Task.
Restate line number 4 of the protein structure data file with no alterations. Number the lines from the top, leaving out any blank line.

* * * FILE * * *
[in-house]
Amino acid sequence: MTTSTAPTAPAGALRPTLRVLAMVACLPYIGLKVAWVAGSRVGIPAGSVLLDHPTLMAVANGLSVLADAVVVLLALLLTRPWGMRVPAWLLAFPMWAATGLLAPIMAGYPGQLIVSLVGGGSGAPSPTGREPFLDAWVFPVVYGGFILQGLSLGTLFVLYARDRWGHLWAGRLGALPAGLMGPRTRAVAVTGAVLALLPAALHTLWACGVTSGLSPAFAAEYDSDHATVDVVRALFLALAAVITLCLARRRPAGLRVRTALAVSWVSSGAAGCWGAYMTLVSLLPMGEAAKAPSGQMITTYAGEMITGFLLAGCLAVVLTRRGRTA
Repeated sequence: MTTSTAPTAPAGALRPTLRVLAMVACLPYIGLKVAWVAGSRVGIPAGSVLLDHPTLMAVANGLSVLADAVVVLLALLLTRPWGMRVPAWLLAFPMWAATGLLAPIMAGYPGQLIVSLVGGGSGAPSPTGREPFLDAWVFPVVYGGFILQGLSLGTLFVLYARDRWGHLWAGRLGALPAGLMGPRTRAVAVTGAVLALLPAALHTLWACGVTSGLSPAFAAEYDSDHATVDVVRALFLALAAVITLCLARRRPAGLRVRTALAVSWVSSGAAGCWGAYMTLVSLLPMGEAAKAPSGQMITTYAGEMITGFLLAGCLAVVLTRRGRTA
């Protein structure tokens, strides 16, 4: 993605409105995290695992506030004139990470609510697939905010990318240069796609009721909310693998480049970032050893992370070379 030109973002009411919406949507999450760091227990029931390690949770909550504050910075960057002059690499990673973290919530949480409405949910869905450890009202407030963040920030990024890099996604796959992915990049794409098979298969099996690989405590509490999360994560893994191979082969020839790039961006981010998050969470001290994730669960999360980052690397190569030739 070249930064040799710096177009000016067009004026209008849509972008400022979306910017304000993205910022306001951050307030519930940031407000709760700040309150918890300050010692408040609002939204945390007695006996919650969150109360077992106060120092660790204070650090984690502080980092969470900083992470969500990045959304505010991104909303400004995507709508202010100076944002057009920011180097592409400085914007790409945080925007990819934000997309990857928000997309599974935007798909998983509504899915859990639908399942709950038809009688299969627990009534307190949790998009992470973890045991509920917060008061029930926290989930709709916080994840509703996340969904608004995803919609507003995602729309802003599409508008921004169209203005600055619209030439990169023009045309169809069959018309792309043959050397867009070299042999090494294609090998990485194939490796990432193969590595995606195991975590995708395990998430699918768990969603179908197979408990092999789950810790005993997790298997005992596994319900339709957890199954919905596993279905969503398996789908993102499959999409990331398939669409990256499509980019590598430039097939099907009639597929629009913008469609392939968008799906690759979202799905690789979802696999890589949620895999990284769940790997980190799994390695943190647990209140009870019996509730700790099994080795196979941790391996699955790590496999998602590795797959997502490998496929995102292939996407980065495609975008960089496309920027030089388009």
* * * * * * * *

């Protein structure tokens, strides 16, 4: 993605409105995290695992506030004139990470609510697939905010990318240069796609009721909310693998480049970032050893992370070379 030109973002009411919406949507999450760091227990029931390690949770909550504050910075960057002059690499990673973290919530949480409405949910869905450890009202407030963040920030990024890099996604796959992915990049794409098979298969099996690989405590509490999360994560893994191979082969020839790039961006981010998050969470001290994730669960999360980052690397190569030739 070249930064040799710096177009000016067009004026209008849509972008400022979306910017304000993205910022306001951050307030519930940031407000709760700040309150918890300050010692408040609002939204945390007695006996919650969150109360077992106060120092660790204070650090984690502080980092969470900083992470969500990045959304505010991104909303400004995507709508202010100076944002057009920011180097592409400085914007790409945080925007990819934000997309990857928000997309599974935007798909998983509504899915859990639908399942709950038809009688299969627990009534307190949790998009992470973890045991509920917060008061029930926290989930709709916080994840509703996340969904608004995803919609507003995602729309802003599409508008921004169209203005600055619209030439990169023009045309169809069959018309792309043959050397867009070299042999090494294609090998990485194939490796990432193969590595995606195991975590995708395990998430699918768990969603179908197979408990092999789950810790005993997790298997005992596994319900339709957890199954919905596993279905969503398996789908993102499959999409990331398939669409990256499509980019590598430039097939099907009639597929629009913008469609392939968008799906690759979202799905690789979802696999890589949620895999990284769940790997980190799994390695943190647990209140009870019996509730700790099994080795196979941790391996699955790590496999998602590795797959997502490998496929995102292939996407980065495609975008960089496309920027030089388009």